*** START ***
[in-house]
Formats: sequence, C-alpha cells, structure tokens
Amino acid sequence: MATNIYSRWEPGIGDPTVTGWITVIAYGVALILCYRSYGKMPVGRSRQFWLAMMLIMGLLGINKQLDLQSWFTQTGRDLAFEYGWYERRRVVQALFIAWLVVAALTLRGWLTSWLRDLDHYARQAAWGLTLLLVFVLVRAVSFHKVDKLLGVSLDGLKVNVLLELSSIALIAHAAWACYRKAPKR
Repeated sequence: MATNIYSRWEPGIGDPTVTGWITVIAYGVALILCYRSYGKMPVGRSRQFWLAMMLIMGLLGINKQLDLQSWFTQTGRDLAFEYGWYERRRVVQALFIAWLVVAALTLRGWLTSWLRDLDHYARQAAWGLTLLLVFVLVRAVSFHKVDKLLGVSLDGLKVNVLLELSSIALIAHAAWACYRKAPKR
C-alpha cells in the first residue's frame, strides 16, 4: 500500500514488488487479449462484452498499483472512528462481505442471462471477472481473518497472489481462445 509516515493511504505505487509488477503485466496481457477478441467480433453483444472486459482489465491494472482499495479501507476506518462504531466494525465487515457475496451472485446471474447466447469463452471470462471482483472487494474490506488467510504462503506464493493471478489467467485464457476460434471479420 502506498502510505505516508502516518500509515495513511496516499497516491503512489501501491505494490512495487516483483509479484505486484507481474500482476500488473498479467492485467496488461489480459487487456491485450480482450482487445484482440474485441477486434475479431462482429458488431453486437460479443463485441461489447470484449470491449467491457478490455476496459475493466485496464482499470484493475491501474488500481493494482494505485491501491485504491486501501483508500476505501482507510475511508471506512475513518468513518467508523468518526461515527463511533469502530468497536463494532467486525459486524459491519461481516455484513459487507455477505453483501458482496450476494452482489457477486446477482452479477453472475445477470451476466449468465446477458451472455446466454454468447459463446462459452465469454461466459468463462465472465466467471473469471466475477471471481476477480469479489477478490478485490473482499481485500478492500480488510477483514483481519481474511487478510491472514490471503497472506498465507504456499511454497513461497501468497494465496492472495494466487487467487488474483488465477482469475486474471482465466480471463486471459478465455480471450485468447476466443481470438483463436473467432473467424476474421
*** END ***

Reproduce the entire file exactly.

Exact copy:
[in-house]
Formats: sequence, C-alpha cells, structure tokens
Amino acid sequence: MATNIYSRWEPGIGDPTVTGWITVIAYGVALILCYRSYGKMPVGRSRQFWLAMMLIMGLLGINKQLDLQSWFTQTGRDLAFEYGWYERRRVVQALFIAWLVVAALTLRGWLTSWLRDLDHYARQAAWGLTLLLVFVLVRAVSFHKVDKLLGVSLDGLKVNVLLELSSIALIAHAAWACYRKAPKR
Repeated sequence: MATNIYSRWEPGIGDPTVTGWITVIAYGVALILCYRSYGKMPVGRSRQFWLAMMLIMGLLGINKQLDLQSWFTQTGRDLAFEYGWYERRRVVQALFIAWLVVAALTLRGWLTSWLRDLDHYARQAAWGLTLLLVFVLVRAVSFHKVDKLLGVSLDGLKVNVLLELSSIALIAHAAWACYRKAPKR
C-alpha cells in the first residue's frame, strides 16, 4: 500500500514488488487479449462484452498499483472512528462481505442471462471477472481473518497472489481462445 509516515493511504505505487509488477503485466496481457477478441467480433453483444472486459482489465491494472482499495479501507476506518462504531466494525465487515457475496451472485446471474447466447469463452471470462471482483472487494474490506488467510504462503506464493493471478489467467485464457476460434471479420 502506498502510505505516508502516518500509515495513511496516499497516491503512489501501491505494490512495487516483483509479484505486484507481474500482476500488473498479467492485467496488461489480459487487456491485450480482450482487445484482440474485441477486434475479431462482429458488431453486437460479443463485441461489447470484449470491449467491457478490455476496459475493466485496464482499470484493475491501474488500481493494482494505485491501491485504491486501501483508500476505501482507510475511508471506512475513518468513518467508523468518526461515527463511533469502530468497536463494532467486525459486524459491519461481516455484513459487507455477505453483501458482496450476494452482489457477486446477482452479477453472475445477470451476466449468465446477458451472455446466454454468447459463446462459452465469454461466459468463462465472465466467471473469471466475477471471481476477480469479489477478490478485490473482499481485500478492500480488510477483514483481519481474511487478510491472514490471503497472506498465507504456499511454497513461497501468497494465496492472495494466487487467487488474483488465477482469475486474471482465466480471463486471459478465455480471450485468447476466443481470438483463436473467432473467424476474421